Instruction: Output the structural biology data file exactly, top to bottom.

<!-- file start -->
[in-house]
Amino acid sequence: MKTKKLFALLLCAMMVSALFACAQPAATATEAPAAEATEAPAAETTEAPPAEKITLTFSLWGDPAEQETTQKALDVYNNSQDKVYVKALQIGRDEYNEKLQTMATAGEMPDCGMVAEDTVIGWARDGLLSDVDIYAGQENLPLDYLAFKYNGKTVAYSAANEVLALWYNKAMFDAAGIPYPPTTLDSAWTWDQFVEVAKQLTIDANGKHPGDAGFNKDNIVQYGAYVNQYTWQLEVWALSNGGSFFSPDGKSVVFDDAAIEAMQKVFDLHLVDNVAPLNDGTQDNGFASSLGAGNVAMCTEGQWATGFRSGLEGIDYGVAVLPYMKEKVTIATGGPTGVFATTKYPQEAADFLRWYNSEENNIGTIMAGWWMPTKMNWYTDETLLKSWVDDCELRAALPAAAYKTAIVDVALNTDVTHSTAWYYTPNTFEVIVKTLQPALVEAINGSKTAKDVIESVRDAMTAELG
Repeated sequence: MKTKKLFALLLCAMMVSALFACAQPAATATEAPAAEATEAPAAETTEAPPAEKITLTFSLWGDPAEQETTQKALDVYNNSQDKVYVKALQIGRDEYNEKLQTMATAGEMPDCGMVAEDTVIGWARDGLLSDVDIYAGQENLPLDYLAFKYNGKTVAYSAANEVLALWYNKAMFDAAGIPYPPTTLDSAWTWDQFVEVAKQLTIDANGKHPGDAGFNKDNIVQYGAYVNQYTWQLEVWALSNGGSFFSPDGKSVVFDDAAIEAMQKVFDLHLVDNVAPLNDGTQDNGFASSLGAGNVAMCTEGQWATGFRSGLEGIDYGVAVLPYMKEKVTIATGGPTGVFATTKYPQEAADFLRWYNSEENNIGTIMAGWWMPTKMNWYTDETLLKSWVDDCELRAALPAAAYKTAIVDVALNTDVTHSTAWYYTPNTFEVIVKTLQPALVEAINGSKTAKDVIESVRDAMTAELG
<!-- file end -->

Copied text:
[in-house]
Amino acid sequence: MKTKKLFALLLCAMMVSALFACAQPAATATEAPAAEATEAPAAETTEAPPAEKITLTFSLWGDPAEQETTQKALDVYNNSQDKVYVKALQIGRDEYNEKLQTMATAGEMPDCGMVAEDTVIGWARDGLLSDVDIYAGQENLPLDYLAFKYNGKTVAYSAANEVLALWYNKAMFDAAGIPYPPTTLDSAWTWDQFVEVAKQLTIDANGKHPGDAGFNKDNIVQYGAYVNQYTWQLEVWALSNGGSFFSPDGKSVVFDDAAIEAMQKVFDLHLVDNVAPLNDGTQDNGFASSLGAGNVAMCTEGQWATGFRSGLEGIDYGVAVLPYMKEKVTIATGGPTGVFATTKYPQEAADFLRWYNSEENNIGTIMAGWWMPTKMNWYTDETLLKSWVDDCELRAALPAAAYKTAIVDVALNTDVTHSTAWYYTPNTFEVIVKTLQPALVEAINGSKTAKDVIESVRDAMTAELG
Repeated sequence: MKTKKLFALLLCAMMVSALFACAQPAATATEAPAAEATEAPAAETTEAPPAEKITLTFSLWGDPAEQETTQKALDVYNNSQDKVYVKALQIGRDEYNEKLQTMATAGEMPDCGMVAEDTVIGWARDGLLSDVDIYAGQENLPLDYLAFKYNGKTVAYSAANEVLALWYNKAMFDAAGIPYPPTTLDSAWTWDQFVEVAKQLTIDANGKHPGDAGFNKDNIVQYGAYVNQYTWQLEVWALSNGGSFFSPDGKSVVFDDAAIEAMQKVFDLHLVDNVAPLNDGTQDNGFASSLGAGNVAMCTEGQWATGFRSGLEGIDYGVAVLPYMKEKVTIATGGPTGVFATTKYPQEAADFLRWYNSEENNIGTIMAGWWMPTKMNWYTDETLLKSWVDDCELRAALPAAAYKTAIVDVALNTDVTHSTAWYYTPNTFEVIVKTLQPALVEAINGSKTAKDVIESVRDAMTAELG